Be Helpful, being helpful is mutually beneficial. What can you do to be helpful to each and every person you meet today! Just being positive is helpful. Reach out to someone that doesn’t ask you for help. Initiate it. Unconditional help is amazing. Anticipate what someone might need. When it isn’t expected it is even more appreciated. Ask yourself, what can I do to help someone? It can be the little things like lending a hand at a task or a chore. Help someone at work. Do something extra. Sometimes just being a good listener is helpful. Being helpful is also just being available to someone.


Be Nice. Be Kind. Be Helpful. Be Friendly. Be a Resource. Be Happy. Be a Listener. Be Genuine. Be Valuable. Be Positive. Be Confident. Be Competent. Be Honest. Be Consistent. Be Thoughtful. Be Considerate. Be a Giver. Be Humble. Be Ethical. Be Forgiving. Be Respectful. Be Prosperous. Be Promoting. Be Supportive. Be Sincere. Be Loving. Be Healthy. Be Trustworthy. Be Funny. Be Interesting. Be Inspirational. Be Classy. Be Instinctive. Be Inspirational. Be Glorious. Be Likeable. Be Authentic. Be Complimentary. Be Brilliant. Be a Leader. Be Grateful. Be Abundant. Be Motivational. Be Visionary. Be You. Be NSR.


Cheri Naudin is a National Scouting Report Scout in Northeast Texas.  Cheri provides the weekly “Be” thoughts to encourage Athletes, Parents, Coaches and Scouts alike.  To talk with Cheri or another NSR scout, so you can “Be the Recruit”, go HERE for a FREE evaluation.

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We’ve all seen Raven Chavanne, Caitlin Lowe, and Natasha Watley make defenses look silly for years.  No matter how the defense sets up, slappers are able to adjust their plan of attack to get on base.

What is a Slapper?

There is not a template of what makes a player a possible slapper.  Typically, college coaches want to see slapper get Home to 1st in less than 2.9 seconds.  The elite slappers are going to be under 2.7 seconds.  The truly great ones get there in the 2.5s.
You don’t have to be a natural lefty to be a slapper.  In fact, most successful slappers are converted righties.  If a young player is fast and has good plate discipline and bat control but does not have home run power, they might be a great candidate to try on the left side.

There are many types of slappers, but the truly great ones are what we call “triple threats.”  These players are the ones that can drag bunt, slap (soft and power slap), and swing away with power.  Being able to read a defense and attack their setup weaknesses is a must for any slapper.  Being able to bunt when the defense is back, being able to slap when the infield is in, and swing away when the outfield is in are all crucial components to the success of slappers.

There is not a part of slapping that is more important than the other, but in order to be affective, they must be good bunters.  Drag bunting is vital to the success of any slapper.  If the defense does not respect your ability to get the ball on the ground and your speed, they will not play as far up and give slappers the opportunity to get a ball through the infield.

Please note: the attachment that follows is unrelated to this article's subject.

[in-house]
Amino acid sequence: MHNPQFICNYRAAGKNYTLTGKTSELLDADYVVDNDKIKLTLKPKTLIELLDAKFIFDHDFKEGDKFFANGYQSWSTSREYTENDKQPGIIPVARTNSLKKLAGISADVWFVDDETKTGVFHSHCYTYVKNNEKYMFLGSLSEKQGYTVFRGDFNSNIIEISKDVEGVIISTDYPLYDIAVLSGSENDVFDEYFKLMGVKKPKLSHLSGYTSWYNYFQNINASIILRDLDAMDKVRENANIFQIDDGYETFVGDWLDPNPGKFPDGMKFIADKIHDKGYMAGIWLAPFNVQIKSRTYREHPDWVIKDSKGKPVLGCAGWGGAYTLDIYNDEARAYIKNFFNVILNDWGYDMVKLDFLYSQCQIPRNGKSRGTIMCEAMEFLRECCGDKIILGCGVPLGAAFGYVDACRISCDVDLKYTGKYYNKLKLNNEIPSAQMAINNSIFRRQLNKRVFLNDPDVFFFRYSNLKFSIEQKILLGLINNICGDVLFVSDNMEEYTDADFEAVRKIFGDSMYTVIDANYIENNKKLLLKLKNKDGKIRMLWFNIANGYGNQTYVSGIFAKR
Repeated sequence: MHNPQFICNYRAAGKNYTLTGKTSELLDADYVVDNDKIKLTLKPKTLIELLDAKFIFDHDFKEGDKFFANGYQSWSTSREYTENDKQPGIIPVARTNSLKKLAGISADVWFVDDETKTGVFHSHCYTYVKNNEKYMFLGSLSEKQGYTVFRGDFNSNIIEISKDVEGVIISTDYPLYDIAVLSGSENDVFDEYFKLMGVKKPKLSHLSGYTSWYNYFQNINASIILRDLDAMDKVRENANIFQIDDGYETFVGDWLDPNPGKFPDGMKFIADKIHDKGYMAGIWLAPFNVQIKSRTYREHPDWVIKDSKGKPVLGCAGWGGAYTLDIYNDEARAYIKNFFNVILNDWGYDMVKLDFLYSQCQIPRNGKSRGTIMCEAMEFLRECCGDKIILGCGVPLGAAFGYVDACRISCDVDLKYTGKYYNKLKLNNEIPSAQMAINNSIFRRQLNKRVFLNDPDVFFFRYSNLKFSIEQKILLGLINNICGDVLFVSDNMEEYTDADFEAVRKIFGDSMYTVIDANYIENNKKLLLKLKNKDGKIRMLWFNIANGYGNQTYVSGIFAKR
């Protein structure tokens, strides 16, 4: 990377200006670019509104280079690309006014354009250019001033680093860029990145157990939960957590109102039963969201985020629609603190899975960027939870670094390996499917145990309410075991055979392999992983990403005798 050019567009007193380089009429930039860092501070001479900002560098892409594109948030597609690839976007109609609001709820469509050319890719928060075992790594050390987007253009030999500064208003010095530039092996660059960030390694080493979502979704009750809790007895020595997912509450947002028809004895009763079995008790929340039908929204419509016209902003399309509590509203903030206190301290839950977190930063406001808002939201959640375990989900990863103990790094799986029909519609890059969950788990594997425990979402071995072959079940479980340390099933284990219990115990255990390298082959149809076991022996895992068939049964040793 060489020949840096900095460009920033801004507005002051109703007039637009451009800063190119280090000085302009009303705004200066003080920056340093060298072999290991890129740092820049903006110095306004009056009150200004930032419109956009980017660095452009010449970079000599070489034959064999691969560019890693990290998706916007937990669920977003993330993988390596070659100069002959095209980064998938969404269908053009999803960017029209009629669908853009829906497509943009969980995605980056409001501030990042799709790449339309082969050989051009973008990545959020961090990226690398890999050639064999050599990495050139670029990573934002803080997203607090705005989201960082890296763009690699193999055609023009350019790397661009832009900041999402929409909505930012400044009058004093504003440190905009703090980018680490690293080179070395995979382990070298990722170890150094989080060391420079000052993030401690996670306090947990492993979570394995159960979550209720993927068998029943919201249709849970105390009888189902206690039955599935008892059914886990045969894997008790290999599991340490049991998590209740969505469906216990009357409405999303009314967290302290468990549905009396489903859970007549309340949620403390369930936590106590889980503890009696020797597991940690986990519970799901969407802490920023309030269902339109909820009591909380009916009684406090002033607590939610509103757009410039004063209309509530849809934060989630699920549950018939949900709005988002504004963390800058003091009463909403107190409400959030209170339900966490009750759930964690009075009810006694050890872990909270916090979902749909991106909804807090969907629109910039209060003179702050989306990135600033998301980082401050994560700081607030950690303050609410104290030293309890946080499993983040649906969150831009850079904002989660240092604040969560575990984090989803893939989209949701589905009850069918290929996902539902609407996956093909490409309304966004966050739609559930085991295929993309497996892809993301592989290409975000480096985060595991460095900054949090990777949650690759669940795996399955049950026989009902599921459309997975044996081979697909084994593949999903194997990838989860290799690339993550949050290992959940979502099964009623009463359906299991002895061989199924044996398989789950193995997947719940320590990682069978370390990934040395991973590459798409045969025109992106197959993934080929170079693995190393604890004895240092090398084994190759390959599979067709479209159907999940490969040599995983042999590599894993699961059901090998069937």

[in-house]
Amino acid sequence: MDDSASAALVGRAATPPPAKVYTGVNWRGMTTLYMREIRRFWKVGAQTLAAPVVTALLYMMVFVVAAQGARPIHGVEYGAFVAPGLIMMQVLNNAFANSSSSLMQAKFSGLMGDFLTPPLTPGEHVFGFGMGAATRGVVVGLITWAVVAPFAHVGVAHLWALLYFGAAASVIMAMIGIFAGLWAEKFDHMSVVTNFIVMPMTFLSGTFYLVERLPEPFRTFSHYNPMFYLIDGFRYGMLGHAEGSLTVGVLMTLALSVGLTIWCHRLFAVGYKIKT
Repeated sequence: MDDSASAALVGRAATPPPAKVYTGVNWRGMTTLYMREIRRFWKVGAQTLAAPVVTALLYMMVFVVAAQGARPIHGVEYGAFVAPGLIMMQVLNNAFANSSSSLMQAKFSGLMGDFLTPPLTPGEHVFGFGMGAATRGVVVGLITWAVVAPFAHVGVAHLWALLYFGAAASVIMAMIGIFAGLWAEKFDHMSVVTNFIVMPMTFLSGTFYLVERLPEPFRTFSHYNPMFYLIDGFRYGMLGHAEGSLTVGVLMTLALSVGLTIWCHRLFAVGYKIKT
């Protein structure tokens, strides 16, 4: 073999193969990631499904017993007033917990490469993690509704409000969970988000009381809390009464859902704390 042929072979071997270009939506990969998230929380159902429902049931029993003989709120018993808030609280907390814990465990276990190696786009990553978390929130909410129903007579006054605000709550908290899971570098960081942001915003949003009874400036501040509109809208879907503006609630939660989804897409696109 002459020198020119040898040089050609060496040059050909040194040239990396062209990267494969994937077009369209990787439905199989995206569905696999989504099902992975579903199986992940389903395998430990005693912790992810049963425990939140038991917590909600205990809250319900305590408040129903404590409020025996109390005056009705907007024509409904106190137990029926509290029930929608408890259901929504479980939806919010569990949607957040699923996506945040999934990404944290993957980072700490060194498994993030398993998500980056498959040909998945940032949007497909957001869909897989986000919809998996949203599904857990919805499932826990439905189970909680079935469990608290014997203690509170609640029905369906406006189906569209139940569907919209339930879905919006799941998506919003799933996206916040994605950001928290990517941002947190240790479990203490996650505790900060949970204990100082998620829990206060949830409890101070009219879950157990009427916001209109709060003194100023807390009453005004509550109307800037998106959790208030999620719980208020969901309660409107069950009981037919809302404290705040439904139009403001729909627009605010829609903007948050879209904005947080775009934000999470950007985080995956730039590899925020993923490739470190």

Why are Slappers so dangerous?

Slappers are a special breed of player.  They are, typically, the leadoff hitter. Not everyone can handle the pressure of being a leadoff hitter.  They have to have the mentality of getting on base, no matter what.  For slappers, On-Base Percentage is much more important than Batting Average!  The slapper has a tremendous advantage over “conventional” leadoff hitters, because they are able to get on base using drag bunts, slaps, full swings, and are typically more patient with pitch selection and able to draw more walks.

Once they are on base, they continue to cause problems for the defense.  Slappers are usually among the fastest players on the team, and are very likely looking to steal a base or two to get into scoring position.  This, obviously, leads them to being amongst the team leaders in runs scored, because they are going to put their teammates in better RBI situations to score more runs.


Slappers at the next level

Great slappers are a hot commodity to college coaches.  You can teach a player a lot of things, but you cannot teach speed and you cannot teach the ability to control the bat and ball to be a great slapper.  Many coaches have already fallen in love with slappers, and many more are starting to realize their importance to a team and to the game.

If you think you are a candidate to become a slapper, don’t assume that you are guaranteed to be great at it or that you will automatically play in college.  It takes a tremendous amount of work and determination to become an elite slapper.  But, if you feel that you can be a weapon on the field by transitioning to become a slapper, then you will have a chance to bring something to the table that will set you apart from the others.

How can NSR help?

National Scouting Report Scouts, continuously, receive College Coach Requests from schools looking for slappers.  The two hottest commodities, recently, have been pitchers and great slappers.  Slapping is becoming a new craze in the softball world, but not everyone will get a chance to be evaluated and recruited.  NSR has the great pleasure of having relationships with coaches all across America that are looking.  If you are a slapper and feel you have what it takes to play in college, make sure you get in touch with your local NSR scout for an evaluation.  Also, visit and fill out a “ Evaluation” form.  Don’t get stranded on base because you didn’t have the power hitter, like NSR, behind you.